Religious groups play positive and critical roles in fighting AIDS epidemic

Published on September 12, 2012 at 12:52 AM · No Comments

While the Western press often targets religious groups for their roles in handling the African AIDS crisis, these groups tend to play positive -- and critical -- roles in fighting the epidemic, according to sociologists.

"There's no doubt that religions have done some good and some bad confronting AIDS in Africa," said Jenny Trinitapoli, assistant professor of sociology, religious studies and demography. "But the negative side is often exaggerated, while the good that religious groups do is often overlooked."

Trinitapoli said that several criticisms of how religious groups are mishandling the epidemic are inaccurate and overstated.

The researchers conducted extensive fieldwork in Malawi, made shorter visits to other African countries, including Kenya, Ghana, Mozambique and Tanzania, and analyzed survey data from 30 African countries. During research trips to Africa, they and their research assistants visited more than 200 congregations and conducted hundreds of interviews with religious leaders, lay people and parishioners.

Some religious groups in Africa are criticized for prohibiting condom use, a practice that can prevent the transmission HIV, the virus that causes AIDS. However, most people do not avoid condoms because of religious teachings, according to the researchers, who report their findings in "Religion and AIDS in Africa" (2012, Oxford University Press).

During interviews, people frequently complained that condoms diminish sexual pleasure, but seldom attributed any reluctance to use them to their religious beliefs, Trinitapoli said.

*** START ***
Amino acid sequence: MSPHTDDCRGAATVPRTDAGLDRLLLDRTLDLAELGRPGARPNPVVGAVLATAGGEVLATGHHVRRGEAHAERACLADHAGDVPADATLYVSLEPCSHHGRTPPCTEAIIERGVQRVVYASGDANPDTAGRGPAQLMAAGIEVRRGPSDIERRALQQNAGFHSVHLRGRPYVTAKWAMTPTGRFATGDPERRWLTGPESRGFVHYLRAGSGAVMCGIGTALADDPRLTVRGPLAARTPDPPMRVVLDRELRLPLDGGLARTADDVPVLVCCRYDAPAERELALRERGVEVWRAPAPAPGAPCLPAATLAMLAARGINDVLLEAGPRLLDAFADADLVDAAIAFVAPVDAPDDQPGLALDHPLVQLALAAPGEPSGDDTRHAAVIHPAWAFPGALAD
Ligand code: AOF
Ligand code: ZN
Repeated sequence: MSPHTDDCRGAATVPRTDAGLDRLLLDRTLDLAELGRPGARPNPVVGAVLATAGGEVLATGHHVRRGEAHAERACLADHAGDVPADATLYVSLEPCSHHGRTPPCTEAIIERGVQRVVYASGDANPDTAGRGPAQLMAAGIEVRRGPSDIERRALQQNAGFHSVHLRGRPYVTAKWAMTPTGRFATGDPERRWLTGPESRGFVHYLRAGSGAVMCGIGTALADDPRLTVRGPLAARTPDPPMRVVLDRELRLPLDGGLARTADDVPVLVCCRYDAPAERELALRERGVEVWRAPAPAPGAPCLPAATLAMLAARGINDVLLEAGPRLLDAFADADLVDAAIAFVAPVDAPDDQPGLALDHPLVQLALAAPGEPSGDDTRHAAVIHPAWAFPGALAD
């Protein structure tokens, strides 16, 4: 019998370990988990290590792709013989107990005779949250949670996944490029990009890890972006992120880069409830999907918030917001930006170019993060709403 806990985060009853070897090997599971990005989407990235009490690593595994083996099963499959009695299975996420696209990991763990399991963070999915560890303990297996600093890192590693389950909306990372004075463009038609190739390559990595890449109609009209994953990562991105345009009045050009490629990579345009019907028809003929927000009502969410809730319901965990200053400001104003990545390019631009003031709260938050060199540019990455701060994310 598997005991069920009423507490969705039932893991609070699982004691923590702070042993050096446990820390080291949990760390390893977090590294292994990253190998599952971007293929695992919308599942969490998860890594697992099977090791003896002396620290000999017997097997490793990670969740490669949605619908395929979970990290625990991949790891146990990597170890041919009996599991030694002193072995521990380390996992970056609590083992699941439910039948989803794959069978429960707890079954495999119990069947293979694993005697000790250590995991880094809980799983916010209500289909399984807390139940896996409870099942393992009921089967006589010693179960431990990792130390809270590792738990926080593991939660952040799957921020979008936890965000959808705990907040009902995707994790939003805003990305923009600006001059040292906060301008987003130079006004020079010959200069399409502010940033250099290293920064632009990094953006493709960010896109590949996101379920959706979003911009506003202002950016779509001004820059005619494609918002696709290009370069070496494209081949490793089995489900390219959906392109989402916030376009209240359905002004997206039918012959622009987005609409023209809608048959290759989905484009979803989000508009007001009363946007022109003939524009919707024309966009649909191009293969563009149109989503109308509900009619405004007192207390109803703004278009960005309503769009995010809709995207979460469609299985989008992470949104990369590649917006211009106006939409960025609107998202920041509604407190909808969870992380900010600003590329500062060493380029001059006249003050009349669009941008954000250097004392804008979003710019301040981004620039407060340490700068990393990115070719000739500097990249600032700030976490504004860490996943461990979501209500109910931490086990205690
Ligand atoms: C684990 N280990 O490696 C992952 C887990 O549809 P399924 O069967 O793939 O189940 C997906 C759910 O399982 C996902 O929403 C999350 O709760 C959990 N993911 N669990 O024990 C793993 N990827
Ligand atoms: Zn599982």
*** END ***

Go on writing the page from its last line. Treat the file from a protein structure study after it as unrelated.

The researchers' analysis of condom use data from the African Demographic and Health Surveys also points to a lack of religious motivation for condom avoidance. Despite the Catholic Church's prohibitions against condoms, African Catholics are no less likely to report using condoms than Protestants, whose religious leaders do not prohibit their use. Condom use tends to be lowest among Muslims even though there is no prohibition against condom use among mainstream Muslim leaders.

While religious leaders told the researchers they prefer abstinence and faithfulness in halting the spread of HIV, they had more complex stances on condom use. They recognized the importance of condoms, but also expressed concern that their church members would not consistently use condoms.

"When we talked to religious leaders about condom use we heard answers that were complex and ambivalent, but not always based on any religious doctrine," said Trinitapoli. "They were based on skepticism that their congregants would actually use condoms. It's not dogmatic, just pragmatic and probably accurate to say that most people would rather not use condoms."

Trinitapoli, who wrote the book with Alexander Weinreb, associate professor of sociology, University of Texas, said religious groups are also accused of condemning AIDS patients. She said this criticism is incomplete.

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